Paragraphs 13, 14, 15, 24 and 35 of the 1st appellants counter affidavit add credence to the fact that the dispute was as to who won the primaries. The paragraphs state as follows:-
“13 That the result of the primary election was publicly announced by Samuel Edo Adanu, the Electoral Officer and the scores of aspirants were as follows:
(a) Mr. Ire Matthew Owuru -11 votes
(b) Agi Michael Adigwu – 10 votes
(c) Dr. Jarius Erube – 6 votes
- That I know as a fact that Exhibit E to the supporting affidavit to the originating summons is one of the electoral materials that Barry Ogbaka ran away with after the announcement of the result of the primary election at Obusa in Oju.
- That Exhibit E to the supporting affidavit of the originating summons is not a product of primary election of 29th November, 2014 that took place in Obusa, Oju which I also contested.
- That some officials of the 3rd defendant and the police among others attended and monitored the conduct of the said primary election and wrote reports to the effect that same was free, fair and credible and I emerged the winner of the said primary election. A
certified true copy of the report of 3rd defendants officials who monitored the primaries and that of the police are hereby exhibited as Exhibits 6 and 6A.
- That Samuel Edo Adanu, the Electoral Officer entered the said scores on the result sheet, signed same but Barry Ogbaka, the Returning Officer left the venue without signing the said result. Find attached said result as Exhibit 9.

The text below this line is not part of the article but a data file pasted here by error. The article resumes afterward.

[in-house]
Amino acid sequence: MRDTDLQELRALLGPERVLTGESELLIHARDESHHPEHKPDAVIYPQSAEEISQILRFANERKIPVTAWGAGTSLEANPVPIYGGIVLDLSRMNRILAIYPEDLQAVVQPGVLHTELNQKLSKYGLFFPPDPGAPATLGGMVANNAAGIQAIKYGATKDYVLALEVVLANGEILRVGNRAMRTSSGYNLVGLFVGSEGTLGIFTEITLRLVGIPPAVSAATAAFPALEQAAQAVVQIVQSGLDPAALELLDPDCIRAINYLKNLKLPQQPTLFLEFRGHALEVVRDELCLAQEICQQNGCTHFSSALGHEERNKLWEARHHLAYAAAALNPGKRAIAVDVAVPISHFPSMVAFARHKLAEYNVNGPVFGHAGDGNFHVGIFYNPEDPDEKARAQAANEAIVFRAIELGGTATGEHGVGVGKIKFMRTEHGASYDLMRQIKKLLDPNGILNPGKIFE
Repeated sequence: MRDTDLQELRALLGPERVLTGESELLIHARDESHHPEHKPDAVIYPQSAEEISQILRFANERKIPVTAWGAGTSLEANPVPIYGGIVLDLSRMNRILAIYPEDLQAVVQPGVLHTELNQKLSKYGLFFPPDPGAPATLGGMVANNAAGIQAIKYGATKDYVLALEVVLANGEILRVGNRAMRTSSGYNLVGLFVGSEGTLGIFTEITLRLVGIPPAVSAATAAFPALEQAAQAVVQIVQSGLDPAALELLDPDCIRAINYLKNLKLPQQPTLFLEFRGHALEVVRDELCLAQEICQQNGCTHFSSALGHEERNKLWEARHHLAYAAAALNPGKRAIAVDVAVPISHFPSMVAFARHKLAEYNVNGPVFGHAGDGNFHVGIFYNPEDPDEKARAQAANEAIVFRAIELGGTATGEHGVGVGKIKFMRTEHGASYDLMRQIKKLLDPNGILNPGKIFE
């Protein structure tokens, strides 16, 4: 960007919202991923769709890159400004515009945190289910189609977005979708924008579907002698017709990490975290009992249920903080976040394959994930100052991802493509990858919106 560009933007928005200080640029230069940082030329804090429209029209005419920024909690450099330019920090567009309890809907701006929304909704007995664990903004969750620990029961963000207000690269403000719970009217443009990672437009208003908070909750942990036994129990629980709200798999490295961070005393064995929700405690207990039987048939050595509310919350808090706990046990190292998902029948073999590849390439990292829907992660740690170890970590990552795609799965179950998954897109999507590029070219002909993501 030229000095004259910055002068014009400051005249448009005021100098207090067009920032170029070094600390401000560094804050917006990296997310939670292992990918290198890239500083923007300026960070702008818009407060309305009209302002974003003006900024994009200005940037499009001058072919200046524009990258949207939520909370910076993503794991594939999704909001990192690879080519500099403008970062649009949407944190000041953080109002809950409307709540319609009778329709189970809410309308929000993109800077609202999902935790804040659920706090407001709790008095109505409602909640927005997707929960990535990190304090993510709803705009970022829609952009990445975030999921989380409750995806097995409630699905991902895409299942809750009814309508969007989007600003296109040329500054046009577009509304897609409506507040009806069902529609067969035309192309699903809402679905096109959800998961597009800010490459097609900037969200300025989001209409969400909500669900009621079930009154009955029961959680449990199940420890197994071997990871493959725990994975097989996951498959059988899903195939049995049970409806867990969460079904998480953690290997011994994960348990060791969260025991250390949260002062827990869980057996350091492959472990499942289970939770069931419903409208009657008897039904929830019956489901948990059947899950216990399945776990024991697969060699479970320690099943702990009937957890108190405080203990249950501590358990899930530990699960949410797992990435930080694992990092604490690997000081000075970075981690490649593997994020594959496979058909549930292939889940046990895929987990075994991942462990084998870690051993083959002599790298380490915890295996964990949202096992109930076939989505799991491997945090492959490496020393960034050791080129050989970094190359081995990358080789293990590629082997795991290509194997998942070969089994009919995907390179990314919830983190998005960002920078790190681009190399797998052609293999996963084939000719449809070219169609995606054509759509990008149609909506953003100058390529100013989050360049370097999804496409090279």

Given the above scenario, it is my view that the 1st respondent shot himself in the foot when he failed to refute or challenge, in a further affidavit in response to the 1st appellants counter affidavit the weighty allegations against his supposed victory at the primary election. It must be noted that an affidavit evidence constitutes evidence and must be so construed.
Therefore, any deposition made in an affidavit which is not challenged or controverted is deemed admitted. See Ajomale v. Yaduat (No.2) (1999) 5 NWLR (Pt.191) 266, Magnusson v. Koiki (1993) 9 NWLR (Pt.317) 287, Henry Stephens Engineering Ltd v. Yakubu Nig. Ltd (2009) 10 NWLR (Pt.1149) 416 and Tukur v. Uba (2013) 4 NWLR (Pt.1343) 90.
The Court below found as a fact that the 1st
respondent failed to respond to critical facts or evidence contained in the counter affidavit of the 1st appellant. The lower Court also found as a fact that the said failure was fatal to the case of the 1st respondent. However, the Court of Appeal went on to say that the uncontroverted depositions in the appellants’ affidavit were “beside the point. Reason Because the issue before the Court was not to determine who won the election but whose name ought to be forwarded to the 2nd respondent as 2nd appellants candidate based on the declaration contained in exhibits E and F.
In my respectful view, this is where the error was committed by the Court below. How could the Court determine the name of the person who ought to have been forwarded to the 2nd respondent without first and foremost deciding who won the primary election This is much more demanding in view of the conflicting evidence adduced in the appellants counter affidavit and the affidavit of the first respondent. Each contended that he won the primary election. It is my considered view that all the exhibits attached to both affidavits ought to have been given due consideration before
arriving at a decision and not to sheepishly follow the 2nd appellants’ Guidelines for the conduct of primary Elections in 2014. This error made the Court below to affirm the decision of the learned trial judge to adopt exhibit E as the basis for entering judgment for the plaintiff (now 1st respondent), without more.